In a secret laboratory on top of Old Horror Hill, Professor Weirdo and Count Kook created the most loveable creature known to mankind, Milton the Monster, using only the finest of ingredients: Essence of Terror, Sinister Sauce, and of course a full Tincture of Tenderness!
During the 1965-1966 season, Saturday morning audiences young and old tuned into ABC to watch Hal Seeger s new frighteningly funny creation and his misfit family of ghouls. In addition, the series also included cartoons featuring equally unforgettable characters Stuffy Durma, Flukey Luke, Penny the Penguin, and the most memorable of all, Fearless Fly.
Seeger s distinctive animation style, clever writing and a terrific voice cast make all 26 episodes of The Milton The Monster Show a pop culture treasure for the ages.
* Hal Seeger Home Movies: Milton & Fearless Fly At The N.Y.C. Toy Fair
* Sheriff For A Day A Live-Action Short Starring Flukey Luke
* Test Footage For The Live-Action Short Sheriff For A Day
* Bonus Cartoon: Wilbur The Wanted
One of the least heralded but most enjoyable series that arose during the TV monster boom of the mid-'60s (which included The Addams Family
and The Munsters
), The Milton the Monster Show
was the brainchild of Hal Seeger, a former Fleischer Studios animator and comic book illustrator who also created the Batfink
cartoon. The program, which ran on Saturday mornings from 1965-66, offered a rotating series of short cartoons, with the adventures of mild-mannered, Frankenstein-like creature Milton and his friends serving as the hub of the show. The other segments concerned "Fearless Fly," a costumed superhero adventure about a mild-mannered pest and his mighty alter-ego; "Flukey Luke," a timid cowpoke who ran a detective agency; "Stuffy Durma," a hobo who refuses to give up his wandering ways, despite having inherited a fortune; "Muggy Doo," a fast-talking fox (who, like Stuffy, first saw life in Seeger's comics); and "Penny Penguin," a cute girl penguin with abominable manners. What set Milton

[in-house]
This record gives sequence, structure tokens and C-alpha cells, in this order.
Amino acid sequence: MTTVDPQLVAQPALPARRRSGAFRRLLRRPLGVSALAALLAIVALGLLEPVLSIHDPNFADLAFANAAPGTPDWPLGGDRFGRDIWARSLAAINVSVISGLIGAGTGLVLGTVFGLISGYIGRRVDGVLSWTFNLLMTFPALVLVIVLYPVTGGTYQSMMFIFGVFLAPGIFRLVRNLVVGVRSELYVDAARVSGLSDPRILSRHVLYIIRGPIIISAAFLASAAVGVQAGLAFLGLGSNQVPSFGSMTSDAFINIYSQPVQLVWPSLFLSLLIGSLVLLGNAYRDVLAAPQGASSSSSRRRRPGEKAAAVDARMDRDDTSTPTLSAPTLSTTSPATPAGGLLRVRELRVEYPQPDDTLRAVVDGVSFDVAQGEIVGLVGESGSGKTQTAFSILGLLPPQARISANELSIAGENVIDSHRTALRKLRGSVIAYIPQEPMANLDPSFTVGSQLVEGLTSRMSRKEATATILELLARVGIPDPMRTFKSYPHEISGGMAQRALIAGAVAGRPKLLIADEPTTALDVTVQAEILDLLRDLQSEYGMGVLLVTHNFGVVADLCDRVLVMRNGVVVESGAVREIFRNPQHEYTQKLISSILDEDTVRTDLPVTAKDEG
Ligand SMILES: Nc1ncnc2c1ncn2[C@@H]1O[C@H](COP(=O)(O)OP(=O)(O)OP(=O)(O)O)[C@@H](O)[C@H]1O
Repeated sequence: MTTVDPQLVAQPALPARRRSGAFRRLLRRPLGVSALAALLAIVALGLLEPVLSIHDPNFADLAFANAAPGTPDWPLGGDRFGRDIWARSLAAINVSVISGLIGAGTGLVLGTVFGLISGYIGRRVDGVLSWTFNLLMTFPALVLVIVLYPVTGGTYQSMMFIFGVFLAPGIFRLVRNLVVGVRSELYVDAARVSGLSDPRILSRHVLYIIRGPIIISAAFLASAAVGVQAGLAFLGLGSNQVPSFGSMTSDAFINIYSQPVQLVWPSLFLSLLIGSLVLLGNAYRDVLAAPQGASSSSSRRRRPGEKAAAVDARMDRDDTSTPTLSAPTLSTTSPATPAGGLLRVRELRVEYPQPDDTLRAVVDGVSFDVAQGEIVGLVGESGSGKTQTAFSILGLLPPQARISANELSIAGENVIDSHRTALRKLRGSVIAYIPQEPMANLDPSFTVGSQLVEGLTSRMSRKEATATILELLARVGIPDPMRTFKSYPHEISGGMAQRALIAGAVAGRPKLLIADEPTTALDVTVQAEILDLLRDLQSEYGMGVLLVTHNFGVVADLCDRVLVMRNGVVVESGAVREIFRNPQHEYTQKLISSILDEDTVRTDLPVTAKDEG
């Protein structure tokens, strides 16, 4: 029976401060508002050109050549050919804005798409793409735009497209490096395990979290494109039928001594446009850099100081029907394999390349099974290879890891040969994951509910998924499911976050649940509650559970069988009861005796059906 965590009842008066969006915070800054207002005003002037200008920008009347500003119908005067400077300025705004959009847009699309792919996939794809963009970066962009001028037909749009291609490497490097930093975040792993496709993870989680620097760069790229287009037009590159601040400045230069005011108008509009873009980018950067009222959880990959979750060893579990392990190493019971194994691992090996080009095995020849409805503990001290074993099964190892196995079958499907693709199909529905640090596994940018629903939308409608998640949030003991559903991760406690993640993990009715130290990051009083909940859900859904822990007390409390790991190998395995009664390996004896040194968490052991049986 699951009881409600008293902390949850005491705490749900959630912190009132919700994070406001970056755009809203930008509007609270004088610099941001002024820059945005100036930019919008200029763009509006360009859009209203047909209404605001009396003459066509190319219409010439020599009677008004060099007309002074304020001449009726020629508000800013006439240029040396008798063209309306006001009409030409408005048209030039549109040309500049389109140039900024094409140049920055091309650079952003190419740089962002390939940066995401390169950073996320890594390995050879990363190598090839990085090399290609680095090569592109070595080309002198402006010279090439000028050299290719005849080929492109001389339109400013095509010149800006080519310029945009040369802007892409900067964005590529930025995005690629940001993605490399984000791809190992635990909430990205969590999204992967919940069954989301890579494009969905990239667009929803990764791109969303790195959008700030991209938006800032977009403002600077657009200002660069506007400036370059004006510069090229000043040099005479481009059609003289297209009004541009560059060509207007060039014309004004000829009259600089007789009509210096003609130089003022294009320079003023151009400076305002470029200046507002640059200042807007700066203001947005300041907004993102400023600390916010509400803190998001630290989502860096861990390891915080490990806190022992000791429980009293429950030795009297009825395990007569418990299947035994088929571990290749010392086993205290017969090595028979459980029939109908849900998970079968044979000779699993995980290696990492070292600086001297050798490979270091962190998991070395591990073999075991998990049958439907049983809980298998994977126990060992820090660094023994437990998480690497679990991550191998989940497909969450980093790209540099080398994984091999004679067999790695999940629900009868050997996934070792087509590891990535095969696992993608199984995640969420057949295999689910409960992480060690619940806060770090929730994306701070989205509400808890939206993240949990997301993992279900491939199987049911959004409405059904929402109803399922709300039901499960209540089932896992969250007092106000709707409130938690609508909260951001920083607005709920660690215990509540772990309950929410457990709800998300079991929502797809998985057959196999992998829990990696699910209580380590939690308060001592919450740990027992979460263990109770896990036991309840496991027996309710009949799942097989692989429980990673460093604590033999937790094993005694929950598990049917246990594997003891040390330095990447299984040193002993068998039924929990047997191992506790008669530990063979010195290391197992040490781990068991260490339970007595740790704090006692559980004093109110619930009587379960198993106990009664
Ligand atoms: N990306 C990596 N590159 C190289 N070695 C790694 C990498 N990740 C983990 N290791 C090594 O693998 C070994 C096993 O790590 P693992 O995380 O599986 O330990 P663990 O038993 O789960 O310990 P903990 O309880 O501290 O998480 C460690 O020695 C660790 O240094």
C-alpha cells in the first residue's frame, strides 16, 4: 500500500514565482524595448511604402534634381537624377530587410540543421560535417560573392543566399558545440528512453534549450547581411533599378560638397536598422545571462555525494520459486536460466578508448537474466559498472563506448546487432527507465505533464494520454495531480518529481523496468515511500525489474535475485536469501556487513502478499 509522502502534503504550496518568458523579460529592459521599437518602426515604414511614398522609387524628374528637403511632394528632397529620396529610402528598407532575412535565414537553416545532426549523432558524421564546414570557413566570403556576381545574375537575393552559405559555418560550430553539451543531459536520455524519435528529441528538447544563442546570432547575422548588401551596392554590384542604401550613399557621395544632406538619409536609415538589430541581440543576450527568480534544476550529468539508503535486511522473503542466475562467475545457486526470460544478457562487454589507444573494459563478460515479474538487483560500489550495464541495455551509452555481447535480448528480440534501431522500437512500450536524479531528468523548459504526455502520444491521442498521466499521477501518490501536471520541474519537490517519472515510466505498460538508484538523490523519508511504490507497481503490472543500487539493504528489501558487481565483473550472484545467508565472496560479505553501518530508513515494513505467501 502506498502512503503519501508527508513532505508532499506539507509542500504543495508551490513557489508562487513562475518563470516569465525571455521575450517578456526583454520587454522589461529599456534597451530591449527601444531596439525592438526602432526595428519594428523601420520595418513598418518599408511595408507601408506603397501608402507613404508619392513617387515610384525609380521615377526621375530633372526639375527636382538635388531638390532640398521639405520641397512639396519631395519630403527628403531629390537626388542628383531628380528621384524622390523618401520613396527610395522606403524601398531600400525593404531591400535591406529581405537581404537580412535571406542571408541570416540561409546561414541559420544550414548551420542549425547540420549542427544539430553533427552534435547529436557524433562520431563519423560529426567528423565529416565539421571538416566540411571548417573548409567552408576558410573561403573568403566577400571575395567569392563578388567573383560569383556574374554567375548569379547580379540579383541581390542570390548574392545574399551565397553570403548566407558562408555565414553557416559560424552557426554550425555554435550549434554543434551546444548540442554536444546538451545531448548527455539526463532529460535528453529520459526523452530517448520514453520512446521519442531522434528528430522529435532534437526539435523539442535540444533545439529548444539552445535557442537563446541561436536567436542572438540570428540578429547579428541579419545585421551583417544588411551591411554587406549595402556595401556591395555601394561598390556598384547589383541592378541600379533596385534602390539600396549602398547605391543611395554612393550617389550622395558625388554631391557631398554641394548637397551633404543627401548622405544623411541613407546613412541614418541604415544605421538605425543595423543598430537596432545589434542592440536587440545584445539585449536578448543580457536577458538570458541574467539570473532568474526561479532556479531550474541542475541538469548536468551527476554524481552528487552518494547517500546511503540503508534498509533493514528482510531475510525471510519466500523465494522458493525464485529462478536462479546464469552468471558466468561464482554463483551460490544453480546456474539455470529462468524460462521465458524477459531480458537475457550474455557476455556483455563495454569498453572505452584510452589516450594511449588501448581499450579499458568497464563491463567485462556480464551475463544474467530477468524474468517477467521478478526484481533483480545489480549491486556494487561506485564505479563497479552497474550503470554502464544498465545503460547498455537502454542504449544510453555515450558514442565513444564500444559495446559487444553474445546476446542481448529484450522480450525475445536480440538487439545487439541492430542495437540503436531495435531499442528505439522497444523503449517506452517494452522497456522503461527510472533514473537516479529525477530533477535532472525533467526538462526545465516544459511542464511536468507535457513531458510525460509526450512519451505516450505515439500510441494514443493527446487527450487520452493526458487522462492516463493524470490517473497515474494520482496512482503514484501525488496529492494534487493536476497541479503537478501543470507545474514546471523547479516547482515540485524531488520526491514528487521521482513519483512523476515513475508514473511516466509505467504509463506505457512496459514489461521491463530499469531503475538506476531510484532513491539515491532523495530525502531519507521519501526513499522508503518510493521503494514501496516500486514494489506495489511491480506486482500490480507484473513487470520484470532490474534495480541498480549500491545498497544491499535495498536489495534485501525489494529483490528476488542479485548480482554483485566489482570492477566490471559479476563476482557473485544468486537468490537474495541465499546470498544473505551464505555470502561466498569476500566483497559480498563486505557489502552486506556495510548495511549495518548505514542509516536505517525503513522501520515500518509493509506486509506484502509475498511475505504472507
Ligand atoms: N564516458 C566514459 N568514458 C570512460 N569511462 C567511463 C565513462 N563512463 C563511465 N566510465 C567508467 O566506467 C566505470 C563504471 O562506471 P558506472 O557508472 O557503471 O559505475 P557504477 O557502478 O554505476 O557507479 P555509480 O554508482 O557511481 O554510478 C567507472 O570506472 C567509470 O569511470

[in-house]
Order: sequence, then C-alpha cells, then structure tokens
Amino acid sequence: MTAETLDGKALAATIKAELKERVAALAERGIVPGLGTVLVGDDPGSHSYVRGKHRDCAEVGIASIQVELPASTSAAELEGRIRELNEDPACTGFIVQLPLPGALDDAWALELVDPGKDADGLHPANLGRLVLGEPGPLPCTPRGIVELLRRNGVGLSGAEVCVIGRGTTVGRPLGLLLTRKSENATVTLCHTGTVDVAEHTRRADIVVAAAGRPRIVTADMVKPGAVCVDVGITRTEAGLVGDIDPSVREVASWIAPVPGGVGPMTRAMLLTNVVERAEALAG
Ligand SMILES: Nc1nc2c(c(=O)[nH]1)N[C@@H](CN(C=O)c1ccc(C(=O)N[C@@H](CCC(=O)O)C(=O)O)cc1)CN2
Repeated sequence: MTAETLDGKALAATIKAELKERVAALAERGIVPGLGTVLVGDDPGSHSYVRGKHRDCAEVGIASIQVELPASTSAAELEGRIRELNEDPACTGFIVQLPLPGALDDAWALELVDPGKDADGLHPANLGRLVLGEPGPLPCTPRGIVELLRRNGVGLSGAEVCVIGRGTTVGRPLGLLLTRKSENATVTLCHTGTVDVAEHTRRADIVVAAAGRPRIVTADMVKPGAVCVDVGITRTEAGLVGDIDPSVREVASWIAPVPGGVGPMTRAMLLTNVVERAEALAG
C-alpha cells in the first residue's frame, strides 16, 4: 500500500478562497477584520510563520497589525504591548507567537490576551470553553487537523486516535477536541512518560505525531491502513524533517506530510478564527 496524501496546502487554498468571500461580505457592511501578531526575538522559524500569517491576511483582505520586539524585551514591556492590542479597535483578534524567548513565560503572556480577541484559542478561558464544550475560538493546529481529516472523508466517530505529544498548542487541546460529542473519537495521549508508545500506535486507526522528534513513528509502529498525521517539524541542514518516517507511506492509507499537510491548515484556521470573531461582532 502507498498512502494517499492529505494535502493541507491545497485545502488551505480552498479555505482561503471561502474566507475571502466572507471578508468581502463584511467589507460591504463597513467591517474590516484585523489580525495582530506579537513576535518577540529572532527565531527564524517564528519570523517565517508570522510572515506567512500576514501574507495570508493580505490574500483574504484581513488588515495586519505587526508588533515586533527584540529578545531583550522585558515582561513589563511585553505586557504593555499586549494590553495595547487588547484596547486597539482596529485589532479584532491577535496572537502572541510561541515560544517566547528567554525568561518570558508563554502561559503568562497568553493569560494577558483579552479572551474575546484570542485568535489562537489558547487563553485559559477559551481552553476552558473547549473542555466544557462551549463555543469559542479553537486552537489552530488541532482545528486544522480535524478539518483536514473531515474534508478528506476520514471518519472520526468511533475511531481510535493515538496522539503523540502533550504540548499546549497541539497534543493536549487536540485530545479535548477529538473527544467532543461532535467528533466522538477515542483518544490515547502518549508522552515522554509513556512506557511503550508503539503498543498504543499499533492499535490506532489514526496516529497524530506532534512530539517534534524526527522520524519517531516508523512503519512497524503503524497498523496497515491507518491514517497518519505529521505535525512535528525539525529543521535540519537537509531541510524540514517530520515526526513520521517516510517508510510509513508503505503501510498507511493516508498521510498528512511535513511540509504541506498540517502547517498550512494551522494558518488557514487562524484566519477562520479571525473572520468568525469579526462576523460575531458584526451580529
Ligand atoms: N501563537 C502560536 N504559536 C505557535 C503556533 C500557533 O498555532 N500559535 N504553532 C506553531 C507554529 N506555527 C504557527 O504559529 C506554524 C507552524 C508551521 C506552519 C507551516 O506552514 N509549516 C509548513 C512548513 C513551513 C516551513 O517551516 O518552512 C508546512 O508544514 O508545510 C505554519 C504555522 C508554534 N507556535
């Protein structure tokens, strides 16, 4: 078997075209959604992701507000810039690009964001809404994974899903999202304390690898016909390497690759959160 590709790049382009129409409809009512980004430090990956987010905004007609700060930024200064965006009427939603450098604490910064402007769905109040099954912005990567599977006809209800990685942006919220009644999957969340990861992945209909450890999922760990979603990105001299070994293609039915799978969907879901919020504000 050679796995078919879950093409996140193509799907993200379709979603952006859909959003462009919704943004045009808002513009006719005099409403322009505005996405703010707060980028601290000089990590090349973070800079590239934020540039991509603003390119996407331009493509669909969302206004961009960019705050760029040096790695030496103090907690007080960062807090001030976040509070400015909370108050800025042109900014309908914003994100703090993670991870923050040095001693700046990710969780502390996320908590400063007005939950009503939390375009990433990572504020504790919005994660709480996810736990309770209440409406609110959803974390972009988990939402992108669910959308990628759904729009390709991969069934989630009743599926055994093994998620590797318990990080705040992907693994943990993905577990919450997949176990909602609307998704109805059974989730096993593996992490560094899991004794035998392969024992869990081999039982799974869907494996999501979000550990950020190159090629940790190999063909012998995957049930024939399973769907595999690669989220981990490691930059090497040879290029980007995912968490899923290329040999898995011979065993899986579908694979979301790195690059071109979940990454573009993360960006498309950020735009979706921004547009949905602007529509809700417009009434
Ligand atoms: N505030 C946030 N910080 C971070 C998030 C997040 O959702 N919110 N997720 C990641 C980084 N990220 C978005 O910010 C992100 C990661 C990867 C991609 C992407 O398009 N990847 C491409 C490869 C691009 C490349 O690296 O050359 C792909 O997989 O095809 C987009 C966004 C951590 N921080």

apart from most of the kid-TV fare of the period was the quality of the production; scripts were clever, the animation bright and expressive, and the voice talent (which included veterans Bob McFadden, Dayton Allen, and Seeger's own spouse, Beverly Arnold) top-notch. And if some of the premises seem dated by today's standards ("Muggy Doo" and "Penny Penguin," in particular, have not aged well), new viewers should still be able to appreciate the gusto with which the stories are delivered. Shout! Factory's four-disc set includes Milton
's entire network run, as well as some terrific archival supplements that should delight longtime fans. The never-aired segment "Wilbur the Wanted" (a sort of Fugitive
for kids, with a falsely accused dog in pursuit of a scurrilous rabbit) is chief among the extras, as is an unusual live-action version of "Flukey Luke" shot by Seeger that utilized actors in oversized costumes a la Sid and Marty Krofft. Test footage for the live-action "Luke" is also included, as is a short, silent bit of footage featuring actors in Milton and Fearless Fly costume accompanying Seeger himself to the 1965 Toy Fair in New York. The sight of the life-size Milton waving to downtown crowds from the wagon of a horse-drawn hearse as it makes its way through the Big Apple streets should be, for many, worth the price of the set alone. -- Paul Gaita